On the occasion of Summit on the iPad, held on 1er Last May in Montreal, the Director General of the Sorel-Tracy CS, Alain Laberge, spoke about the essential administrative elements surrounding the massive deployment of iPad tablets undertaken in his community in 2011-2012.
From the outset, Alain Laberge, Director General of the Sorel-Tracy School Board, provided a technological portrait of his organization in 2011-2012. “The CS had no wireless network and had old labs with old computers. The technicians were working day and night! The need to attack the problem was obvious. “Our goal was to stop seeing laboratories as a place where we play or draw, to consider them as a real educational place. The establishment of a wireless network was imminent then and they recognized that they needed to invest in technology and infrastructure.
The only concern, if it is rather easy to say that we want to move forward, there is a whole step to take before realizing it. “We asked ourselves a lot of questions, like what equipment are we going to buy, does the research support our choice, what money are we going to use, which schools and which levels will benefit first, who will be our partners, what infrastructure will we need, what will we do in terms of staff development… ”They decided to start with a pilot project with the Apple iPad tablet in order to obtain data, both technical and educational, to convince administrators. In fact, apart from the Eastern Townships School Board and the Francophone School Board of British Columbia, few similar organizations were able to provide convincing information.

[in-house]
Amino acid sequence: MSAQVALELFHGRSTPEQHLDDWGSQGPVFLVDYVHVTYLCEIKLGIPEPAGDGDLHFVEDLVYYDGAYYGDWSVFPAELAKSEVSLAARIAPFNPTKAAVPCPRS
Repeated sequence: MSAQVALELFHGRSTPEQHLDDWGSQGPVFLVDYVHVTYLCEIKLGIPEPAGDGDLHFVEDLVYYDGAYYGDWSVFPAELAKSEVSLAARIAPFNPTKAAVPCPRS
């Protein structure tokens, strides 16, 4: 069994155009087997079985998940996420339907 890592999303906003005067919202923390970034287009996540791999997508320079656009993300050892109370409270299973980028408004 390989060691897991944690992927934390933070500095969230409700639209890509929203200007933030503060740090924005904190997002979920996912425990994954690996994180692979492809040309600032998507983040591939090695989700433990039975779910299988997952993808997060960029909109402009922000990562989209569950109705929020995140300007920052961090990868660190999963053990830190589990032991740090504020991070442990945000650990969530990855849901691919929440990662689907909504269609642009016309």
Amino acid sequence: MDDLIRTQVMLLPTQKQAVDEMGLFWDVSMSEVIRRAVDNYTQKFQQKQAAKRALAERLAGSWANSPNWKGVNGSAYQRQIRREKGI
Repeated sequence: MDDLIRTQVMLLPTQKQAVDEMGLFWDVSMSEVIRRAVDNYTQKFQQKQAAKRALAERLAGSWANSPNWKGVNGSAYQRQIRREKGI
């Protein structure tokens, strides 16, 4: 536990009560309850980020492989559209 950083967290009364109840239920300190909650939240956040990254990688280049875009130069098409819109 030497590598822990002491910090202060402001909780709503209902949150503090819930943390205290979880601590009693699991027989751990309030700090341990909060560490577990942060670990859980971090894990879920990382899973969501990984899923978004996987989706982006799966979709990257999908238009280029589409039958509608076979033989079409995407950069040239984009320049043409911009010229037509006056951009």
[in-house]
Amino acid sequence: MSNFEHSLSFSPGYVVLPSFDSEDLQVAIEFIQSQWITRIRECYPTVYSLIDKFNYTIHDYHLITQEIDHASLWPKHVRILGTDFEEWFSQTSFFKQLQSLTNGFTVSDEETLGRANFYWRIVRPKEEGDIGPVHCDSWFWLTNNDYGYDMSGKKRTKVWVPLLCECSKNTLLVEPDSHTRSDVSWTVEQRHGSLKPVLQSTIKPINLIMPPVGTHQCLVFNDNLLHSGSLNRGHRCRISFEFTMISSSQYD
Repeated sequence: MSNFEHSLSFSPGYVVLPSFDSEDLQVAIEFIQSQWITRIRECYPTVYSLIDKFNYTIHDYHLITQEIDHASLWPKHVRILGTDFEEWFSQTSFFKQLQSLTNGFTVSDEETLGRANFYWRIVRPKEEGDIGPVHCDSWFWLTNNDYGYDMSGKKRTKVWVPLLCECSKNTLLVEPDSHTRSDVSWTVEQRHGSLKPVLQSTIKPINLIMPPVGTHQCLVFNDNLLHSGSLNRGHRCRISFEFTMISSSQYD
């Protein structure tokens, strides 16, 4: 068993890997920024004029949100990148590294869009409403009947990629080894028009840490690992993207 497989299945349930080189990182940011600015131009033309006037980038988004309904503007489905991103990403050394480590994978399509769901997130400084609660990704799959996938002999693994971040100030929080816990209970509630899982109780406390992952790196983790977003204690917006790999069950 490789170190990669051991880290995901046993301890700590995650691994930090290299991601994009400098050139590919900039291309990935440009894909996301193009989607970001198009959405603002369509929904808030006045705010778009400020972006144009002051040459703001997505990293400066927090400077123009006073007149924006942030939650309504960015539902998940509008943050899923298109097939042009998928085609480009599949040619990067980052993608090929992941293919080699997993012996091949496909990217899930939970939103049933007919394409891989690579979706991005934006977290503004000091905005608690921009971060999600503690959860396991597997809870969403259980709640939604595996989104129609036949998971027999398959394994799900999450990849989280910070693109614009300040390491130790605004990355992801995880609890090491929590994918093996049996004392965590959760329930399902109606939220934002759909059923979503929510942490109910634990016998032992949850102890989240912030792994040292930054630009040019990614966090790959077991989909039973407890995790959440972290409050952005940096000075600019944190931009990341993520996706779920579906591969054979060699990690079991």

The 4-month pilot project therefore started with 4 groups of 1time and 2e closed-type secondary school (i.e. in which the students are always together, as in elementary school), i.e. 2 groups from the International Education Program (MYP) and 2 others on a special path. A total of 90 students (as many advanced students as in difficulty) and 14 teachers were able to respond to the end-of-project survey, in order to collect data and testify on the positive points and those to be improved.
“Obviously, after only four months, we couldn't tell if academic success was on the rise, but we wanted to see if the students were interested,” says Laberge. “We believe that if the child is interested in school, the correlation with success will be made. The results highlighted the fact that children in difficulty were particularly interested in the project.
With these results, they toured partners (commissioners, unions, management) and schools to meet teachers and support staff. They also met the parents. "We had to explain to them that it is not a bébelle. The iPad will not manage the class, there will always be a teacher. »Alain Laberge and his team had to answer many questions concerning discipline in the classroom. “It was necessary to remember that in the past, you could spend hours writing poems or drawing in your diary. With the iPad, it happens too, but it's not worse than before. "
Beyond this process, the School Board had to review its policy on the use of ICT: it was necessary to determine what to do in the event of a broken device, for example. It has also established a code of conduct for students.
To date, 1,321 iPad tablets have been distributed to students in grades 6e year to 2e secondary school in the school board.
The key to success, according to Alain Laberge, is the consensus of the various partners regarding the project. It is also necessary to clearly establish the responsibilities incumbent on each individual and to adequately train the staff.
Tomorrow, we will review the staff training strategy for this vast project, supported by local RÉCIT facilitator Steve Morissette.
To see: The complete presentation of Messrs Alain Laberge and Steve Morissette on the occasion of the 1er Summit on the iPad in Eastern Education available online.
Read also : Feedback on the 1st Summit on the iPad at school